• 6. Author’s Note: Shūrā is a pre-Islāmic custom in which elections and votes alternate giving place to a succession of consultative councils. These consultative councils became increasingly narrow until they reached the tribal leader, the living executive chief. The only thing that limited his exercise of absolutist power was the enormous coercion to which he was subjected.
    Although shūrā was the method in which pre-Islāmic Arabic tribes selected leaders and made major decisions, some of the Companions pointed to the following Qur’ānic verses as an endorsement for its use in selecting the Caliph: “So pardon them and ask forgiveness for them and consult with them [the believers] upon the conduct of affairs” (3:159) and “those who conduct their affairs by counsel [are praised]” (43:38). According to Shī‘ite scholars these verses do not refer to the appointment of the Caliph or the Imām, something which was divinely decreed.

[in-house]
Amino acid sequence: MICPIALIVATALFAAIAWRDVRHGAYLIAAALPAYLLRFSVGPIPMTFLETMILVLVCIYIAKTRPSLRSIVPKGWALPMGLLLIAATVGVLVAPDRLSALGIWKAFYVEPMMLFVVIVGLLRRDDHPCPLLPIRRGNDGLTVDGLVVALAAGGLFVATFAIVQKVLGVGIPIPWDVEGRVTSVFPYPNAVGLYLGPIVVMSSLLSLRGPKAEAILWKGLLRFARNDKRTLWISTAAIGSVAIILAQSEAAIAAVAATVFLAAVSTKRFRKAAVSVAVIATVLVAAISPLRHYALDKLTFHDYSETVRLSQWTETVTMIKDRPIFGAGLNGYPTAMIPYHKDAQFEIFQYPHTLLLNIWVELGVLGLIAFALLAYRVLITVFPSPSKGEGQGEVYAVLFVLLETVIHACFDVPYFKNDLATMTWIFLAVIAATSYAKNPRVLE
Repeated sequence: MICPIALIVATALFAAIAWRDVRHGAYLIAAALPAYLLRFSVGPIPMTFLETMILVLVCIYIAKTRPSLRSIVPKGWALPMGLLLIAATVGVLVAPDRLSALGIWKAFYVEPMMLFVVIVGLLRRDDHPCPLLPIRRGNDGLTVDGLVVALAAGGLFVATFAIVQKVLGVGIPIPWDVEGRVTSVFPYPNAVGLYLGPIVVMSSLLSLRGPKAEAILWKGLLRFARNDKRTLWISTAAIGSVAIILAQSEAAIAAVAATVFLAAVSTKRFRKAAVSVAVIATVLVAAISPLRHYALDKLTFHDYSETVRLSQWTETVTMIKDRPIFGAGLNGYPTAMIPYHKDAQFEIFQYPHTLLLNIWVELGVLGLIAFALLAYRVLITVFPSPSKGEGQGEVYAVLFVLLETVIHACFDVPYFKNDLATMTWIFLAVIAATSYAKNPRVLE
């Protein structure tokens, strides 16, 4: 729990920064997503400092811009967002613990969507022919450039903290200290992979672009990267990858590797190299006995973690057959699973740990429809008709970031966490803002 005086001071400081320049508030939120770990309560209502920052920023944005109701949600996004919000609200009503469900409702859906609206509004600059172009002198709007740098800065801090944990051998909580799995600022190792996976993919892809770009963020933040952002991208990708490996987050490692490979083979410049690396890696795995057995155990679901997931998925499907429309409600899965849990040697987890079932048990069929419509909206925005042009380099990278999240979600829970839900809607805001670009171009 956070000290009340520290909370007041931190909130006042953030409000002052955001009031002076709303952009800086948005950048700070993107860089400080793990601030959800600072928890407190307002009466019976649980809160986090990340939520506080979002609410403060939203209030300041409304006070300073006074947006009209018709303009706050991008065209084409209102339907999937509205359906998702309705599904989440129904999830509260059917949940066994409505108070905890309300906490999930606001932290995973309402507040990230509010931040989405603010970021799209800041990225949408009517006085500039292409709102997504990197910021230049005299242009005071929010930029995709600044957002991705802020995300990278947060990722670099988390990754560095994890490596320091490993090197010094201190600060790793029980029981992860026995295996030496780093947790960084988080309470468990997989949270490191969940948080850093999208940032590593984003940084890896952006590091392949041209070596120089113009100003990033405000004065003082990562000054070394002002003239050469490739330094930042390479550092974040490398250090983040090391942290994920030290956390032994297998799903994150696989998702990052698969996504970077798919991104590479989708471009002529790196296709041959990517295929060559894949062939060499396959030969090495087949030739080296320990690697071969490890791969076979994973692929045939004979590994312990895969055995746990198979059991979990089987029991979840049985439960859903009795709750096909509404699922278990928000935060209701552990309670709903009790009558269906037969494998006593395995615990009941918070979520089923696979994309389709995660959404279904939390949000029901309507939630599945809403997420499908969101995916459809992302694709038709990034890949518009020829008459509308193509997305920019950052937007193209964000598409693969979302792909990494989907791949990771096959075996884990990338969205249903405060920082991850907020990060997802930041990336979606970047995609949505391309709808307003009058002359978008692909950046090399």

• 7. Editor’s Note: The Sunnī often say that in the Islāmic system of shūrā, heads are not simply counted, they are weighed. Hence, they endorse this oligarchic “democracy” of the elite. As Jafrī notes,
    Abū Bakr’s succession was realized neither through a free election in any sense of the term nor through a free choice of the community. It was simply a decision by a particular group of muḥājirūn which was hastily forced or thrust upon others. Its success was due only to the delicate existing group conflicts in Madīnah. This is obvious from ‘Umar’s own statement…that ‘Admittedly it was a hasty affair but God averted the evil of it.’ (49).
    The same applies for ‘Umar’s appointment. As Jafrī explains,
    ‘Umar’s nomination…was neither based on the method of consultation with the elite of the people, nor was the opinion of the community in general sought before the choice was made. It was simply Abū Bakr’s own personal and arbitrary decision, which he wanted to be endorsed by only those of the Companions whom he considered most important from a clannish point of view. (64).